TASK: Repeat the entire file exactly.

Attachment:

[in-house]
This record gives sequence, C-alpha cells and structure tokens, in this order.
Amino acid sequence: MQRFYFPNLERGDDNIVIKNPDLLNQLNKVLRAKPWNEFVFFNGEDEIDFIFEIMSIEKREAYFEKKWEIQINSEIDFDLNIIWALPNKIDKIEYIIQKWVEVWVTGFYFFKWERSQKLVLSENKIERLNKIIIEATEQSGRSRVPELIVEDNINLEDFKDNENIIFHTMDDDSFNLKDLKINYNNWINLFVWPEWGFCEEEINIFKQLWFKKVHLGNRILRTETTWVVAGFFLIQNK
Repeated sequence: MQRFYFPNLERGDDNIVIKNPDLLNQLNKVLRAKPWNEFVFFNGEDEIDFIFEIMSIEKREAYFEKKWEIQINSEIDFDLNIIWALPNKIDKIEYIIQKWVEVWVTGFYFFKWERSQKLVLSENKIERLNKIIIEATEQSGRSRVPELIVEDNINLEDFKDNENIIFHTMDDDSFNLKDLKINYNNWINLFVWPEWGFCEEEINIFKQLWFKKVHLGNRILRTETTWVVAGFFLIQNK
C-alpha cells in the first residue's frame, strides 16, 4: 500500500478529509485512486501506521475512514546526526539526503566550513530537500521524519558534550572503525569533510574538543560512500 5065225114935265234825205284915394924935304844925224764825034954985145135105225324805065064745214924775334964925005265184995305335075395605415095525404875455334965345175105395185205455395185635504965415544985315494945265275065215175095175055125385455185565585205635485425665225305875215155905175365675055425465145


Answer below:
[in-house]
This record gives sequence, C-alpha cells and structure tokens, in this order.
Amino acid sequence: MQRFYFPNLERGDDNIVIKNPDLLNQLNKVLRAKPWNEFVFFNGEDEIDFIFEIMSIEKREAYFEKKWEIQINSEIDFDLNIIWALPNKIDKIEYIIQKWVEVWVTGFYFFKWERSQKLVLSENKIERLNKIIIEATEQSGRSRVPELIVEDNINLEDFKDNENIIFHTMDDDSFNLKDLKINYNNWINLFVWPEWGFCEEEINIFKQLWFKKVHLGNRILRTETTWVVAGFFLIQNK
Repeated sequence: MQRFYFPNLERGDDNIVIKNPDLLNQLNKVLRAKPWNEFVFFNGEDEIDFIFEIMSIEKREAYFEKKWEIQINSEIDFDLNIIWALPNKIDKIEYIIQKWVEVWVTGFYFFKWERSQKLVLSENKIERLNKIIIEATEQSGRSRVPELIVEDNINLEDFKDNENIIFHTMDDDSFNLKDLKINYNNWINLFVWPEWGFCEEEINIFKQLWFKKVHLGNRILRTETTWVVAGFFLIQNK
C-alpha cells in the first residue's frame, strides 16, 4: 500500500478529509485512486501506521475512514546526526539526503566550513530537500521524519558534550572503525569533510574538543560512500 5065225114935265234825205284915394924935304844925224764825034954985145135105225324805065064745214924775334964925005265184995305335075395605415095525404875455334965345175105395185205455395185635504965415544985315494945265275065215175095175055125385455185565585205635485425665225305875215155905175365675055425465145